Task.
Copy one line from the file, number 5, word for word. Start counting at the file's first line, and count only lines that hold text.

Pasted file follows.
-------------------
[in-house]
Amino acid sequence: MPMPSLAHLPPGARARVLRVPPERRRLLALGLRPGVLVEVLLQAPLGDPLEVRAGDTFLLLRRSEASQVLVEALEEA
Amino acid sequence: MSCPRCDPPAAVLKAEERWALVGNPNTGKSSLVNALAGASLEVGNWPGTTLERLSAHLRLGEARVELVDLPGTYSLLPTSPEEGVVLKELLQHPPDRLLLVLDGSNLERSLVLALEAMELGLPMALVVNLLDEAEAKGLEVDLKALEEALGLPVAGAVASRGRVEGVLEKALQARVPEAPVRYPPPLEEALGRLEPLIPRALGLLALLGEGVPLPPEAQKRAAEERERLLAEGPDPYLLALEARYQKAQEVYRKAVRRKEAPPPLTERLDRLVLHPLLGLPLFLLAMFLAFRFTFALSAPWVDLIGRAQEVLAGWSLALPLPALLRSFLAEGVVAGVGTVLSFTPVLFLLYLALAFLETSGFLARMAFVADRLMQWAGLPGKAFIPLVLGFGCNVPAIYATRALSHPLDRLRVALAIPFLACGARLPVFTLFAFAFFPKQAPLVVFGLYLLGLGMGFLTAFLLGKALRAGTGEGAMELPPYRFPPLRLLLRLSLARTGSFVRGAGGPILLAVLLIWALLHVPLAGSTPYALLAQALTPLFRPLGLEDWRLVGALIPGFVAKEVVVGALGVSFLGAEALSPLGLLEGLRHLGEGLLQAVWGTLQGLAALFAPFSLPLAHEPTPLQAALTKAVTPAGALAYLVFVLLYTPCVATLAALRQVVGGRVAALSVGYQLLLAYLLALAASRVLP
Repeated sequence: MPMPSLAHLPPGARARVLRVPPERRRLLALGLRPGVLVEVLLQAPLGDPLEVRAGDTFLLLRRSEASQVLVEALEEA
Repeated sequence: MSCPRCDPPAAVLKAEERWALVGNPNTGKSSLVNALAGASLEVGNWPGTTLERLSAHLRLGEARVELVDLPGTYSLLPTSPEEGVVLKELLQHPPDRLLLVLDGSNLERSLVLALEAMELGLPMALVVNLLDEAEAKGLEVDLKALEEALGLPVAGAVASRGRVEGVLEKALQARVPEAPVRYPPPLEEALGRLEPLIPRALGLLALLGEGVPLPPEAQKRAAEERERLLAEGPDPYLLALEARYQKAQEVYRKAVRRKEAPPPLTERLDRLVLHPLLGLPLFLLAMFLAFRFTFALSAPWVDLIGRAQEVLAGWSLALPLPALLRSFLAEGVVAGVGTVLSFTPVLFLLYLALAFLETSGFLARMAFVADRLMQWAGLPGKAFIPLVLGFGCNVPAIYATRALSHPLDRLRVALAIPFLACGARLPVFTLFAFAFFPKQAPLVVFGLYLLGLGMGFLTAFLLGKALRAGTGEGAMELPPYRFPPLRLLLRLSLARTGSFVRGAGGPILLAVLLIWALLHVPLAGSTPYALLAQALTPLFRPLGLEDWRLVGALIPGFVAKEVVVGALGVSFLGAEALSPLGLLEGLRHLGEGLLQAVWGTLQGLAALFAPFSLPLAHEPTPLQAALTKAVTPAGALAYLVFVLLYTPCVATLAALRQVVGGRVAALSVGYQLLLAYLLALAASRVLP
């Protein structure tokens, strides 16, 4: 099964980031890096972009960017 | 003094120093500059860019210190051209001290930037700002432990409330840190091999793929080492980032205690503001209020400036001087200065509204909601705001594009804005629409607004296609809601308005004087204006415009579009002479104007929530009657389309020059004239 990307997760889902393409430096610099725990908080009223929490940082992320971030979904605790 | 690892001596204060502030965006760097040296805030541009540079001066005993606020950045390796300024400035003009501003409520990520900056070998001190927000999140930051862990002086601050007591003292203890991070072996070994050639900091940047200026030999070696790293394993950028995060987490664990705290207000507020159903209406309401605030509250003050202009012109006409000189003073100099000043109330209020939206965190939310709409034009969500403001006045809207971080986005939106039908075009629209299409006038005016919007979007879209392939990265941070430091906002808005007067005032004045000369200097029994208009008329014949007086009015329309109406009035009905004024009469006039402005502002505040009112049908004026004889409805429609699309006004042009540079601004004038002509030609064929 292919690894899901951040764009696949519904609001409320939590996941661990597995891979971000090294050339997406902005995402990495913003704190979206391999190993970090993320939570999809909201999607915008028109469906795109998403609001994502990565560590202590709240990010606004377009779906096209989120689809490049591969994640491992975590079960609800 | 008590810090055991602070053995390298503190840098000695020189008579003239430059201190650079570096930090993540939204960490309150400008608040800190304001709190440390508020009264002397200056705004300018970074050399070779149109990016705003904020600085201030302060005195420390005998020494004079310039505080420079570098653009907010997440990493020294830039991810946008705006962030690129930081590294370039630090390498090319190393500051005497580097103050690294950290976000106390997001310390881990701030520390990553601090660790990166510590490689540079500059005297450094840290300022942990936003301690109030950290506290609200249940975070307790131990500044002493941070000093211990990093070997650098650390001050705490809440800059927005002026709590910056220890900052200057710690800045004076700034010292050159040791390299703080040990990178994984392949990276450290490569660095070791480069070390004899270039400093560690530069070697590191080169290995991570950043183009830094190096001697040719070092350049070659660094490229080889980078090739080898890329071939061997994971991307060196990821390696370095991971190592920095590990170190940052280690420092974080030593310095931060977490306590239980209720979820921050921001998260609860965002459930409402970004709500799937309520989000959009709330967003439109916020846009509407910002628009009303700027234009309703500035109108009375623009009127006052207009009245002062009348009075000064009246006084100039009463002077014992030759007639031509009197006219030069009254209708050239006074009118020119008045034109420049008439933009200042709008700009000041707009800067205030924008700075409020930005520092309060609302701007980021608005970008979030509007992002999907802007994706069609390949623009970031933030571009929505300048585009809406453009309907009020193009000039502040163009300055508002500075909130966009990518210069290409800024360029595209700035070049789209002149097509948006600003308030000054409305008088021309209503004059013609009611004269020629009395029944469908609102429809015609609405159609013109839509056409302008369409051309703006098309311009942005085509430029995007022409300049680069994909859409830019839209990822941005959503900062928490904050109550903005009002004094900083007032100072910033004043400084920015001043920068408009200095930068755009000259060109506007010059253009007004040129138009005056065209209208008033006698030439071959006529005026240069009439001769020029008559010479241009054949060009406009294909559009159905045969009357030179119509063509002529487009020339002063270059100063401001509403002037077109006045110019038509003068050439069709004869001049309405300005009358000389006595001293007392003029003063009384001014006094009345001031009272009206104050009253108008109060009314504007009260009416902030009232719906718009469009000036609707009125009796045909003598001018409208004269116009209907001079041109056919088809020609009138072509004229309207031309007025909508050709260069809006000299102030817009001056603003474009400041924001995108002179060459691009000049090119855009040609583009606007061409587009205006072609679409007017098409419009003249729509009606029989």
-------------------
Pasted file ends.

Repeated sequence: MSCPRCDPPAAVLKAEERWALVGNPNTGKSSLVNALAGASLEVGNWPGTTLERLSAHLRLGEARVELVDLPGTYSLLPTSPEEGVVLKELLQHPPDRLLLVLDGSNLERSLVLALEAMELGLPMALVVNLLDEAEAKGLEVDLKALEEALGLPVAGAVASRGRVEGVLEKALQARVPEAPVRYPPPLEEALGRLEPLIPRALGLLALLGEGVPLPPEAQKRAAEERERLLAEGPDPYLLALEARYQKAQEVYRKAVRRKEAPPPLTERLDRLVLHPLLGLPLFLLAMFLAFRFTFALSAPWVDLIGRAQEVLAGWSLALPLPALLRSFLAEGVVAGVGTVLSFTPVLFLLYLALAFLETSGFLARMAFVADRLMQWAGLPGKAFIPLVLGFGCNVPAIYATRALSHPLDRLRVALAIPFLACGARLPVFTLFAFAFFPKQAPLVVFGLYLLGLGMGFLTAFLLGKALRAGTGEGAMELPPYRFPPLRLLLRLSLARTGSFVRGAGGPILLAVLLIWALLHVPLAGSTPYALLAQALTPLFRPLGLEDWRLVGALIPGFVAKEVVVGALGVSFLGAEALSPLGLLEGLRHLGEGLLQAVWGTLQGLAALFAPFSLPLAHEPTPLQAALTKAVTPAGALAYLVFVLLYTPCVATLAALRQVVGGRVAALSVGYQLLLAYLLALAASRVLP